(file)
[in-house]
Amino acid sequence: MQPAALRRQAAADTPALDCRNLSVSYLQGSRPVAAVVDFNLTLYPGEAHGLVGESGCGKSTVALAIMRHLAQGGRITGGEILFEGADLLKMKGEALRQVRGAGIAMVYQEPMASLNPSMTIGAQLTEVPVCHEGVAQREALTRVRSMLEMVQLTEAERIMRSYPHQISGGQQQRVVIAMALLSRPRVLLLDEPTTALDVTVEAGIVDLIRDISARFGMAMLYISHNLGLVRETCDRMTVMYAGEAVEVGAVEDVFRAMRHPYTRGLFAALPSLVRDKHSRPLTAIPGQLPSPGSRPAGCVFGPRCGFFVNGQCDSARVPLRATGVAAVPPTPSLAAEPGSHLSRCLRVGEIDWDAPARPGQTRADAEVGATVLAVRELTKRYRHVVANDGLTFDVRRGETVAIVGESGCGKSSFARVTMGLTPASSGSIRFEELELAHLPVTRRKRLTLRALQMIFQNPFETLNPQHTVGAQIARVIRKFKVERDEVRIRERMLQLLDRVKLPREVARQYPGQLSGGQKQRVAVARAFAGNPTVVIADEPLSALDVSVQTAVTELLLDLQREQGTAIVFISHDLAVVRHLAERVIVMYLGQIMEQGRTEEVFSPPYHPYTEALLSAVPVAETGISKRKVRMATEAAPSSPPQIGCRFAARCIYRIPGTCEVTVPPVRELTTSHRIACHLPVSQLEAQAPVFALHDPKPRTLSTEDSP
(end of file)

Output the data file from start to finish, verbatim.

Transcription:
[in-house]
Amino acid sequence: MQPAALRRQAAADTPALDCRNLSVSYLQGSRPVAAVVDFNLTLYPGEAHGLVGESGCGKSTVALAIMRHLAQGGRITGGEILFEGADLLKMKGEALRQVRGAGIAMVYQEPMASLNPSMTIGAQLTEVPVCHEGVAQREALTRVRSMLEMVQLTEAERIMRSYPHQISGGQQQRVVIAMALLSRPRVLLLDEPTTALDVTVEAGIVDLIRDISARFGMAMLYISHNLGLVRETCDRMTVMYAGEAVEVGAVEDVFRAMRHPYTRGLFAALPSLVRDKHSRPLTAIPGQLPSPGSRPAGCVFGPRCGFFVNGQCDSARVPLRATGVAAVPPTPSLAAEPGSHLSRCLRVGEIDWDAPARPGQTRADAEVGATVLAVRELTKRYRHVVANDGLTFDVRRGETVAIVGESGCGKSSFARVTMGLTPASSGSIRFEELELAHLPVTRRKRLTLRALQMIFQNPFETLNPQHTVGAQIARVIRKFKVERDEVRIRERMLQLLDRVKLPREVARQYPGQLSGGQKQRVAVARAFAGNPTVVIADEPLSALDVSVQTAVTELLLDLQREQGTAIVFISHDLAVVRHLAERVIVMYLGQIMEQGRTEEVFSPPYHPYTEALLSAVPVAETGISKRKVRMATEAAPSSPPQIGCRFAARCIYRIPGTCEVTVPPVRELTTSHRIACHLPVSQLEAQAPVFALHDPKPRTLSTEDSP